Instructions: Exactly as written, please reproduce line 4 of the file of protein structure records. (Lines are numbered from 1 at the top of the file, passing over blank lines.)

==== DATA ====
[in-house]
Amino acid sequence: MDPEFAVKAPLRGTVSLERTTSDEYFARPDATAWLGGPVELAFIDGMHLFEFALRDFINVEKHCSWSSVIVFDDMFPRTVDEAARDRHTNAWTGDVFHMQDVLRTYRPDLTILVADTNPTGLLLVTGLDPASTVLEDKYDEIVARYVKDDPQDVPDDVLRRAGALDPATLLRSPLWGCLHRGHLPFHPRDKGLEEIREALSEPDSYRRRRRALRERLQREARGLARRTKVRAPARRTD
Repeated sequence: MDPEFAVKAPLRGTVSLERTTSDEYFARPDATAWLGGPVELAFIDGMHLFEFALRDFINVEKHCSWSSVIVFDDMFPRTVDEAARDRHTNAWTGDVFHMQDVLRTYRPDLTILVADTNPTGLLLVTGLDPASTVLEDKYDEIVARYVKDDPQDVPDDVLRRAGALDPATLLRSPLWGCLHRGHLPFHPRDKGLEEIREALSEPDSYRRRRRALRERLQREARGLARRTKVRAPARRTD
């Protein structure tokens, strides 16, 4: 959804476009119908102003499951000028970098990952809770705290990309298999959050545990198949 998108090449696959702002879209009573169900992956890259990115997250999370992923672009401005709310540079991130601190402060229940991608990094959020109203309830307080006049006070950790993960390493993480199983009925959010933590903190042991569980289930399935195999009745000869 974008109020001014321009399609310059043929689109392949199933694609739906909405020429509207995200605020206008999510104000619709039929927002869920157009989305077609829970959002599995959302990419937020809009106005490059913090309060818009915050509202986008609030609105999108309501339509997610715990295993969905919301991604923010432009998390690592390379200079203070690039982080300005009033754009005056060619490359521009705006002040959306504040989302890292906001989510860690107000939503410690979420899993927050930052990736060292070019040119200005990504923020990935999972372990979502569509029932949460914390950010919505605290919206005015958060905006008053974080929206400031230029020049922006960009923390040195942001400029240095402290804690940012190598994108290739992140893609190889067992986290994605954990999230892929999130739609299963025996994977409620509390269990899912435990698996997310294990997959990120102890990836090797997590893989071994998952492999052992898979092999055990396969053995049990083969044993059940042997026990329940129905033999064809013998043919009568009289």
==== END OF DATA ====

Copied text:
């Protein structure tokens, strides 16, 4: 959804476009119908102003499951000028970098990952809770705290990309298999959050545990198949 998108090449696959702002879209009573169900992956890259990115997250999370992923672009401005709310540079991130601190402060229940991608990094959020109203309830307080006049006070950790993960390493993480199983009925959010933590903190042991569980289930399935195999009745000869 974008109020001014321009399609310059043929689109392949199933694609739906909405020429509207995200605020206008999510104000619709039929927002869920157009989305077609829970959002599995959302990419937020809009106005490059913090309060818009915050509202986008609030609105999108309501339509997610715990295993969905919301991604923010432009998390690592390379200079203070690039982080300005009033754009005056060619490359521009705006002040959306504040989302890292906001989510860690107000939503410690979420899993927050930052990736060292070019040119200005990504923020990935999972372990979502569509029932949460914390950010919505605290919206005015958060905006008053974080929206400031230029020049922006960009923390040195942001400029240095402290804690940012190598994108290739992140893609190889067992986290994605954990999230892929999130739609299963025996994977409620509390269990899912435990698996997310294990997959990120102890990836090797997590893989071994998952492999052992898979092999055990396969053995049990083969044993059940042997026990329940129905033999064809013998043919009568009289």